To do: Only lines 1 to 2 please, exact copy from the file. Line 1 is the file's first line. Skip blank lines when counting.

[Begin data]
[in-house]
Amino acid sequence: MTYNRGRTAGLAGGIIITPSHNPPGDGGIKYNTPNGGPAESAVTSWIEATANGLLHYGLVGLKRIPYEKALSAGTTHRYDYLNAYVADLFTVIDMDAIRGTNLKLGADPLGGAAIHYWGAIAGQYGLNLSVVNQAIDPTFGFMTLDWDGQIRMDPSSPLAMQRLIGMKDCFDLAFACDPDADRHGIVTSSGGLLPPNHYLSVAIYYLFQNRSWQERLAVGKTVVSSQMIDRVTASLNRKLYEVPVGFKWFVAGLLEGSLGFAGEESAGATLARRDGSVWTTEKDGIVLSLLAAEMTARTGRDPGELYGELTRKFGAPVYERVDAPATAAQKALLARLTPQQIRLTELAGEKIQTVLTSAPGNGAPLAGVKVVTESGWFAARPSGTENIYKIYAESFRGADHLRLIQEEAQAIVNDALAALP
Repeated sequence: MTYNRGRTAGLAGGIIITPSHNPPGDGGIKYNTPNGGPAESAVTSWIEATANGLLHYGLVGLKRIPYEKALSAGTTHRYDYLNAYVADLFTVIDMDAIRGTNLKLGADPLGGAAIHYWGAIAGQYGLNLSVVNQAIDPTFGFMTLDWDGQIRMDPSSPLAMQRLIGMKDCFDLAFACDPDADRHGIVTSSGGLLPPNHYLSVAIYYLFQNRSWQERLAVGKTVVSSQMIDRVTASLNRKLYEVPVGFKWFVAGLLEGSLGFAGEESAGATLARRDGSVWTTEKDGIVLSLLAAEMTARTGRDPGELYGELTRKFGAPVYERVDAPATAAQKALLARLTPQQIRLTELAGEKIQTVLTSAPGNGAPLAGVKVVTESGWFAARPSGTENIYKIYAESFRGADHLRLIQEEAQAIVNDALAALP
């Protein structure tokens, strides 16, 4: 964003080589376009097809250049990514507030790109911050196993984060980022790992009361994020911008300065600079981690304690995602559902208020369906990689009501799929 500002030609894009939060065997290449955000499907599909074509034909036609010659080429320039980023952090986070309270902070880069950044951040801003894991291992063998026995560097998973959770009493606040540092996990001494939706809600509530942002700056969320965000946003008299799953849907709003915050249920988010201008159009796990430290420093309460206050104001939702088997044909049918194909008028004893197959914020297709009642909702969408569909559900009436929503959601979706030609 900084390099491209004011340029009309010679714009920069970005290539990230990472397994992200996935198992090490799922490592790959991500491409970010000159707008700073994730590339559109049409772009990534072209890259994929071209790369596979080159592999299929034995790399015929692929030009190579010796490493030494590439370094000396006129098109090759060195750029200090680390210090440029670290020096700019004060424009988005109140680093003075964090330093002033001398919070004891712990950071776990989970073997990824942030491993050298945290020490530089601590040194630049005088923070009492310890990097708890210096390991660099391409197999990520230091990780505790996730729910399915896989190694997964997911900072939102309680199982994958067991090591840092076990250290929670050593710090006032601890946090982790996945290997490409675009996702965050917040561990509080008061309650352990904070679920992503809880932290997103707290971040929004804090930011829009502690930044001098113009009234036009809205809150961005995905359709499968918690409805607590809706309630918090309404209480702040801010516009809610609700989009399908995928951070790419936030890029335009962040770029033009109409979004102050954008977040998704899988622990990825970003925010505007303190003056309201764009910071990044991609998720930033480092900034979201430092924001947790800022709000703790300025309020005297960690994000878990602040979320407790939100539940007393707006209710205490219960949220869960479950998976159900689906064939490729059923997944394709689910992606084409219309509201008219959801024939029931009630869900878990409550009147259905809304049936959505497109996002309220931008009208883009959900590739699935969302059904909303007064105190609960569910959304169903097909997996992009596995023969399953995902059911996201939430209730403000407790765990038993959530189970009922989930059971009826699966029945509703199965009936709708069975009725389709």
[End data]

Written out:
[in-house]
Amino acid sequence: MTYNRGRTAGLAGGIIITPSHNPPGDGGIKYNTPNGGPAESAVTSWIEATANGLLHYGLVGLKRIPYEKALSAGTTHRYDYLNAYVADLFTVIDMDAIRGTNLKLGADPLGGAAIHYWGAIAGQYGLNLSVVNQAIDPTFGFMTLDWDGQIRMDPSSPLAMQRLIGMKDCFDLAFACDPDADRHGIVTSSGGLLPPNHYLSVAIYYLFQNRSWQERLAVGKTVVSSQMIDRVTASLNRKLYEVPVGFKWFVAGLLEGSLGFAGEESAGATLARRDGSVWTTEKDGIVLSLLAAEMTARTGRDPGELYGELTRKFGAPVYERVDAPATAAQKALLARLTPQQIRLTELAGEKIQTVLTSAPGNGAPLAGVKVVTESGWFAARPSGTENIYKIYAESFRGADHLRLIQEEAQAIVNDALAALP